The first part, Bed Bugs in Society, contains two chapters. Chapter 1, “Bed Bugs Through History”, reviews the early methods of extermination. By examining past control methodologies when synthetic insecticides had yet to be discovered, perhaps insights can be gained in how to successfully eradicate insecticide‐resistant strains now; thus the importance of including this work in ABMMBB. The chapter also covers the origins and spread of bed bugs throughout the world. While the bed bug spread was documented historically to a reasonable extent, few bothered to determine which species was involved. It can be surmised (based on past records and current distributions) that it was mainly C. lectularius that was introduced and established in Europe, North America, and initially into Australia. However, few records exist regarding the global spread of C. hemipterus. Thus it is necessary to review the early taxonomic descriptions for this species, as these texts contain information on the site of collection (reviewed in Usinger, 1966). Fabricius first described C. hemipterus, which was captured from South America houses in 1803 (Fabricius, 1803), while other early records include “Ile Bourbon” (1852) [now known as Réunion], “Ost‐Indien” (1861) [East India], Colombia (1854), and Sokotra (1899) [also spelled Socrota, which is part of Yemen]. These references indicate that C. hemipterus had spread around the world by the mid‐19th century as had C. lectularius.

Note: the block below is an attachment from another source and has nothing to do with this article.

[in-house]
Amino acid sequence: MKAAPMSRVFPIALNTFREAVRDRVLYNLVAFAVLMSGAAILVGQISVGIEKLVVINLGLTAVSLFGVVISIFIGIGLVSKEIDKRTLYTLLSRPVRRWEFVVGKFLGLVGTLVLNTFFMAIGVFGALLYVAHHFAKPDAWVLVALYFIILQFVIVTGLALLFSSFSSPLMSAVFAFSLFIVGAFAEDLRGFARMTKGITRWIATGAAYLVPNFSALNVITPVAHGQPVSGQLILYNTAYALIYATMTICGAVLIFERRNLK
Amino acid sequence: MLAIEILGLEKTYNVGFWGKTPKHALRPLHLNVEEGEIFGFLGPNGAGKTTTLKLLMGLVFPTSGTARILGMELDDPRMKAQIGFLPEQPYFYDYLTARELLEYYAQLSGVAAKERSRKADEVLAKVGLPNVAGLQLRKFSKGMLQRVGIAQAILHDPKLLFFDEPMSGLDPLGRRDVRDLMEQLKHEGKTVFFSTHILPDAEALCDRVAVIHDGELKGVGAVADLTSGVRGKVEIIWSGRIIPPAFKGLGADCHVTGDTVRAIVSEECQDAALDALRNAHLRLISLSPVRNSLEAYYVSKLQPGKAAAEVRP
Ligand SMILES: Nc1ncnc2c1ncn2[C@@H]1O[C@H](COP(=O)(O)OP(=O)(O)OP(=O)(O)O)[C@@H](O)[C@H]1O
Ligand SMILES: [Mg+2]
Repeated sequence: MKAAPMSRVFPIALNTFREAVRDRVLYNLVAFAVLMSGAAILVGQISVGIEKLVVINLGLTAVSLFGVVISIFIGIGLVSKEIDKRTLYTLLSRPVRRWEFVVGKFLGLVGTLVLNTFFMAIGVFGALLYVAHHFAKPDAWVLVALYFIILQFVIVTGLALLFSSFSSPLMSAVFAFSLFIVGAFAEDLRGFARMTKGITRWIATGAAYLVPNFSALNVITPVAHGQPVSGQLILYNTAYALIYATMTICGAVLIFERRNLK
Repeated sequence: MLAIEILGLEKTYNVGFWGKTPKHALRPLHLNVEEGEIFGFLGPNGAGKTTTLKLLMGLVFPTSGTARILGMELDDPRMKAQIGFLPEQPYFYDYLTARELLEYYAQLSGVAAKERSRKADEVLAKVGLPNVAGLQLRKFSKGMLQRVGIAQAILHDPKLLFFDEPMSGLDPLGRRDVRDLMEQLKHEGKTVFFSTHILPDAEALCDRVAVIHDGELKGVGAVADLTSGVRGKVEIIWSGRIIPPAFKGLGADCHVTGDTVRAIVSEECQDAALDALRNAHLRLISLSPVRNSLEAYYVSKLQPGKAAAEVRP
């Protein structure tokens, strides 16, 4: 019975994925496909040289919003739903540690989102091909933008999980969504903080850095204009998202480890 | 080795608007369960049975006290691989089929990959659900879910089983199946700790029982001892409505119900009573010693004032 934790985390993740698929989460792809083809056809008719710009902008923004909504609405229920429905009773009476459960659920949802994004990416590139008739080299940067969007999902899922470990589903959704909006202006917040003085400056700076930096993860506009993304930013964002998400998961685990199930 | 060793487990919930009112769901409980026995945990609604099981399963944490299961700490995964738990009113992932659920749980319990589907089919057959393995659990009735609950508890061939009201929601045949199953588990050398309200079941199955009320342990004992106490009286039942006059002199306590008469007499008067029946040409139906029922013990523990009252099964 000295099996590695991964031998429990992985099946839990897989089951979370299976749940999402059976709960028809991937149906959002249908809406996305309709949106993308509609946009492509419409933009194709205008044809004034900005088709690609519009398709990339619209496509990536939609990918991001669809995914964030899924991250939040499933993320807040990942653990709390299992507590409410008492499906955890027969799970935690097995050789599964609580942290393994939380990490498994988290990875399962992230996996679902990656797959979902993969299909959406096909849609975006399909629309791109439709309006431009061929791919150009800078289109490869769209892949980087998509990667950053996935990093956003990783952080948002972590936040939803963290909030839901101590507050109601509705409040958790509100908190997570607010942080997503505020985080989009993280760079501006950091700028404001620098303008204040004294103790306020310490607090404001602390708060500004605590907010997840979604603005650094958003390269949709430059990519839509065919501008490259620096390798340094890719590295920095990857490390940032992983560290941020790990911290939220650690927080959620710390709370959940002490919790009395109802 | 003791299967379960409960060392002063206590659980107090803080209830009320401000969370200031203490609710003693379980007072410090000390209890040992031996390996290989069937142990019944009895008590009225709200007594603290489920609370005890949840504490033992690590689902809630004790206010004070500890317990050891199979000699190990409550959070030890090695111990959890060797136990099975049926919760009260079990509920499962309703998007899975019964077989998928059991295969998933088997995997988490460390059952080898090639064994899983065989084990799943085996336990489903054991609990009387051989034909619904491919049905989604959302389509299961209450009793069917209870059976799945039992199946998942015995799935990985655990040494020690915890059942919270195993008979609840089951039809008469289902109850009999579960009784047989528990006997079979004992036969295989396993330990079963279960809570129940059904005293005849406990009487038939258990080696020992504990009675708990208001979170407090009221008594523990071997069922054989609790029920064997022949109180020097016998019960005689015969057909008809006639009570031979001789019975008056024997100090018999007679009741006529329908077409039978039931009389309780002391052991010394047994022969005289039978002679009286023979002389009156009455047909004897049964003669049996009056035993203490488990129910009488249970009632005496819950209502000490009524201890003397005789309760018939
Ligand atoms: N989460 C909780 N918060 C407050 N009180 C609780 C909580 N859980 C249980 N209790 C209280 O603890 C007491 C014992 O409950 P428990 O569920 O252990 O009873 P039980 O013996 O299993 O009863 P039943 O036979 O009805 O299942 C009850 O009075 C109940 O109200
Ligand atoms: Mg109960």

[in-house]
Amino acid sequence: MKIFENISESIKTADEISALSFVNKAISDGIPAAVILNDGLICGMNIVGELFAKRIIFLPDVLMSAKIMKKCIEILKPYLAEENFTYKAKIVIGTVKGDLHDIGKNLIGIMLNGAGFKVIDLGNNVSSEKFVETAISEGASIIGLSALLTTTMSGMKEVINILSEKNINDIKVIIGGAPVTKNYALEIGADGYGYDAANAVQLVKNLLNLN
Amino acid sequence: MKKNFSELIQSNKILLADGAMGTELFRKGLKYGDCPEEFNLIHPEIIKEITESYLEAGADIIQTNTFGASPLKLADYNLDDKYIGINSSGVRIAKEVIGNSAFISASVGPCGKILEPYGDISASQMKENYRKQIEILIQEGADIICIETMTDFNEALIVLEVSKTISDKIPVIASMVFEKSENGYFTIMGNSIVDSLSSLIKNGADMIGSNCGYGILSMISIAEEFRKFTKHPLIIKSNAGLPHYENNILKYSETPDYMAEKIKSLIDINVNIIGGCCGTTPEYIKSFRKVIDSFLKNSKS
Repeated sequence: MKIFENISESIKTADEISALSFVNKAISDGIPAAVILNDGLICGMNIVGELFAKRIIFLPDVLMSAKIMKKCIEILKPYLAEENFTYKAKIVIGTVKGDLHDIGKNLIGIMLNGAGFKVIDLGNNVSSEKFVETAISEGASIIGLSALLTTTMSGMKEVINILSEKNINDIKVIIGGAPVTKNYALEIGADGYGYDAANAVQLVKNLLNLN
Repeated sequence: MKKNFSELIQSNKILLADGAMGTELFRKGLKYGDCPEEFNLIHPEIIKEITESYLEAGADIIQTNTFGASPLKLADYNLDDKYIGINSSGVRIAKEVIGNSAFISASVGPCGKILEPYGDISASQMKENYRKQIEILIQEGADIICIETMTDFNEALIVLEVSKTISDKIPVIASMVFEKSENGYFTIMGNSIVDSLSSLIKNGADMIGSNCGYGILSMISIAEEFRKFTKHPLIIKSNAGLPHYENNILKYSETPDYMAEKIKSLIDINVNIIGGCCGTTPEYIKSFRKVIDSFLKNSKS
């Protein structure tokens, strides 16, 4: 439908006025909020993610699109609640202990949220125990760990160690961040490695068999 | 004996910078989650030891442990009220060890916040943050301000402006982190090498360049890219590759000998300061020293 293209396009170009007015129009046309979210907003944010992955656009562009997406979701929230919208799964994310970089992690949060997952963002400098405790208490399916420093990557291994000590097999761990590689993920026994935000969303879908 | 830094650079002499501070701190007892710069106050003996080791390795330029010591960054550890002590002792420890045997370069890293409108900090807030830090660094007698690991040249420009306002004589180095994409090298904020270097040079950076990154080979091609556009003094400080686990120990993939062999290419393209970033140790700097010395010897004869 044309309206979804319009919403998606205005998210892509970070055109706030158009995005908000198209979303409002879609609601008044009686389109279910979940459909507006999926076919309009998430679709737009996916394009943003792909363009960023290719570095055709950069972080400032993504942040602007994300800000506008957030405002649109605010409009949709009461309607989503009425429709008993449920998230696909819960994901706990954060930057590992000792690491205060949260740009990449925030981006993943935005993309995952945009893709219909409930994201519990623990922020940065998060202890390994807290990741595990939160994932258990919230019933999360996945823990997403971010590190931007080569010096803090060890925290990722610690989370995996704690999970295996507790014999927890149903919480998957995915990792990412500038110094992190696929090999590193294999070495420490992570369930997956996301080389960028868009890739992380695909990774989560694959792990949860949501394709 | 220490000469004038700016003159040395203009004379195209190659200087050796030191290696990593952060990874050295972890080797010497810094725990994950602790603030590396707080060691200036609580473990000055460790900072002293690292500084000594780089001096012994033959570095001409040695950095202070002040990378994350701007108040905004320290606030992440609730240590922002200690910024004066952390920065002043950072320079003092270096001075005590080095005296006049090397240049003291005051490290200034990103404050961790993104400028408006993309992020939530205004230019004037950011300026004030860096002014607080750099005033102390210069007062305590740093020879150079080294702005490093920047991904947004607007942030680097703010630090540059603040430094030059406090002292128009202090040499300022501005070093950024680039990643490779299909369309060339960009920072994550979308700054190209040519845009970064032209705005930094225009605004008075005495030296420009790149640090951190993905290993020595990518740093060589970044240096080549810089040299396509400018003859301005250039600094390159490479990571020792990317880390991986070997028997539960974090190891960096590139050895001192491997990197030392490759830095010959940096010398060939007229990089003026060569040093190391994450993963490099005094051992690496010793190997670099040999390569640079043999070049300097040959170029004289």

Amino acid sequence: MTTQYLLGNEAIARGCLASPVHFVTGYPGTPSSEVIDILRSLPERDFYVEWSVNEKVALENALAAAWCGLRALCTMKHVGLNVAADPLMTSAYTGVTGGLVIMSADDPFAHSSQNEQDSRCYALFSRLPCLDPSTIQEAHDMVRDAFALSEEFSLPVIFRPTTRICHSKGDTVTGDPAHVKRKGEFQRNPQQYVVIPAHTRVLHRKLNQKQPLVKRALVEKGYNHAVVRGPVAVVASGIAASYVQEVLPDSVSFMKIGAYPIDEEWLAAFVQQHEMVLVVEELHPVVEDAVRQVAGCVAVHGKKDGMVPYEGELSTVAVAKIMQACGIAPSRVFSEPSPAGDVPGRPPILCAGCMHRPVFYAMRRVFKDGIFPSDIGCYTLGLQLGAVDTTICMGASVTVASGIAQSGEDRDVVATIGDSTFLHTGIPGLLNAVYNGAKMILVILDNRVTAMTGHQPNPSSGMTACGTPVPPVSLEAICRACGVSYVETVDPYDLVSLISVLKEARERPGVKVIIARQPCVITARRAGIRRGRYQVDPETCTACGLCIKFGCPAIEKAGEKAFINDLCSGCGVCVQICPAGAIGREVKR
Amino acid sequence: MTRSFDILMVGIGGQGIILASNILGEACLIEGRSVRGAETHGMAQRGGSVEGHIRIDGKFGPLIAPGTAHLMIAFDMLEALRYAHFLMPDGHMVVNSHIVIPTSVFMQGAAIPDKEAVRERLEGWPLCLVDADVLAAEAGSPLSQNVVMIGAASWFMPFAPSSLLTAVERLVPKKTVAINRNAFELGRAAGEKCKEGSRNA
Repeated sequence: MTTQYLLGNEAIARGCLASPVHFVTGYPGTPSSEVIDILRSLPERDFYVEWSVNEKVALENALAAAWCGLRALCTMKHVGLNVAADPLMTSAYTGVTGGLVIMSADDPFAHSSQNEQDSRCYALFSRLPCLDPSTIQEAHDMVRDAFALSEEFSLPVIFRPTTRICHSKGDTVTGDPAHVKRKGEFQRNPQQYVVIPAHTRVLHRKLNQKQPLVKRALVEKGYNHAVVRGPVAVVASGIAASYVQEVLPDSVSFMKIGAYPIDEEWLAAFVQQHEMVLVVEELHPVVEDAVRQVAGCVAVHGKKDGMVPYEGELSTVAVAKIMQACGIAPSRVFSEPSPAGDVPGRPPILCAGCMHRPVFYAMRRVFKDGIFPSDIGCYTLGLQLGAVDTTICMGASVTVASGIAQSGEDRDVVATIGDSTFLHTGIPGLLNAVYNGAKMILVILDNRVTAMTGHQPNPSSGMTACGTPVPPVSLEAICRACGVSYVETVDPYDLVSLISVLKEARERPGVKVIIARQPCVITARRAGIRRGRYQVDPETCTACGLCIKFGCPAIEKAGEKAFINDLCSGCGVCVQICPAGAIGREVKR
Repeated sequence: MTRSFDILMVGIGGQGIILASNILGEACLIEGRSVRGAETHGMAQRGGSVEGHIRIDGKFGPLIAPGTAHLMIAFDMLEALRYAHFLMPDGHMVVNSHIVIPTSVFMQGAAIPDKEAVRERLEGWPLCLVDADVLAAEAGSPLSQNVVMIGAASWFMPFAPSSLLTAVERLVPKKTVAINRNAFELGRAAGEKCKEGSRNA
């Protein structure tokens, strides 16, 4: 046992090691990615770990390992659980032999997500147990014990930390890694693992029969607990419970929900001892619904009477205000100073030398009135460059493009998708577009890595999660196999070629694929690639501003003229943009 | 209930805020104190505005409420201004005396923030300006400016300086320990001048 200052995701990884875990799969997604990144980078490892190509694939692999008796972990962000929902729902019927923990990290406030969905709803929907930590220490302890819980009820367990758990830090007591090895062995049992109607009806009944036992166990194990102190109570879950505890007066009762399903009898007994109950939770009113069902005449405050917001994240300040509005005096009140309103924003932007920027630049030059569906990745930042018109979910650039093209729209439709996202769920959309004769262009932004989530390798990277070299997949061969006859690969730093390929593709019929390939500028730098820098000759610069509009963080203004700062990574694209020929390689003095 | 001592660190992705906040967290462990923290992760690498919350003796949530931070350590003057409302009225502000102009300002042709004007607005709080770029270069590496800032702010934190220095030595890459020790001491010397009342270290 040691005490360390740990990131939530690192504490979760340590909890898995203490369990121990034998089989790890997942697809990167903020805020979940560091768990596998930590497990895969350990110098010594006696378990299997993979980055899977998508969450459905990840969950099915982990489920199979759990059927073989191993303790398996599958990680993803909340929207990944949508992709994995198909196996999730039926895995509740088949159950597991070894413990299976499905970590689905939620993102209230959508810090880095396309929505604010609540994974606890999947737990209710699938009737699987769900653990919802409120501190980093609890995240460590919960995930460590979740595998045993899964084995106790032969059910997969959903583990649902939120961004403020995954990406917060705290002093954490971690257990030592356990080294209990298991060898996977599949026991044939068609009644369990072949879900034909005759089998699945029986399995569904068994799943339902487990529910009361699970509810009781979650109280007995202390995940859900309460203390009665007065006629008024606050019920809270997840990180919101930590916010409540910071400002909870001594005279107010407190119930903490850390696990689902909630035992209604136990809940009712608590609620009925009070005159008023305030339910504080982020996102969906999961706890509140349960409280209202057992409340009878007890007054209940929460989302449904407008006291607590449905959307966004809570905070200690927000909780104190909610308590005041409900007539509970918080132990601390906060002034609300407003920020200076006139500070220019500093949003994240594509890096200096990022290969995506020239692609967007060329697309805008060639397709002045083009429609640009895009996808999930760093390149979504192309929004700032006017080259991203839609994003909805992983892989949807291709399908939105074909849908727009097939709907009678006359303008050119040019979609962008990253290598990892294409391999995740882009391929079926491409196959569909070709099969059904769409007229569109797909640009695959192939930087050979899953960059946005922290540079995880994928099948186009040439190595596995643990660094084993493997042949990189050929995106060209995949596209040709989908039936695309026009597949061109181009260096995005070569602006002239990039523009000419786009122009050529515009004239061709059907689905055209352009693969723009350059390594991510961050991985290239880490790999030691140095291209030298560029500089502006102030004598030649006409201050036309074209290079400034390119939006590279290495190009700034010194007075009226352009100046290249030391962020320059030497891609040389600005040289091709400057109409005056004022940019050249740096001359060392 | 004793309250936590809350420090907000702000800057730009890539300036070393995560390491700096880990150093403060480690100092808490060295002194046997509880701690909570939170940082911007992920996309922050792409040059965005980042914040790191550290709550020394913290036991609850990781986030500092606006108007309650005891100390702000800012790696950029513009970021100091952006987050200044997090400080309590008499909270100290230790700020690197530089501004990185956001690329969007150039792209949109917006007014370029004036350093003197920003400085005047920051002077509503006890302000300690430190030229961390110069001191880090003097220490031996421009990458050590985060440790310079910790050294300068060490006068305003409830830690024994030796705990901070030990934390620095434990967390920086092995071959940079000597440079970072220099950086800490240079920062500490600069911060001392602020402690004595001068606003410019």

Chapter 2, “Bed Bugs in Popular Culture”, highlights the intimate relationship that humans had with bed bugs throughout history via the depiction of the insect in various forms of media. Bed bugs have appeared over the years in poetry, art, the theatre, literature, music, and more recently, in television.

Part 2, on the global bed bug resurgence, contains contributions from all the major regions across the world, including chapters from the Americas, Europe and Russia, Asia, Australia, Africa, the Indian subcontinent, and the Middle East. Each chapter discusses the history of bed bugs in their respective region, the resurgence, and strategies employed to combat the return of the bed bug.

Bed Bug Impacts (Part 3) reviews the dermatological, mental health, and miscellaneous heath impacts associated with bed bugs. The potential for bed bugs to transmit infectious diseases is also considered. It is difficult to argue the fact that the health‐related impacts of bed bugs are relatively minor compared with insects, such as mosquitoes, that are known to transmit vector‐borne diseases. However, the fiscal impacts of bed bugs are significant and the resurgence has probably cost the world economy billions of dollars. The monetary effects of bed bugs are many and varied, and detailed in the final chapter of this section.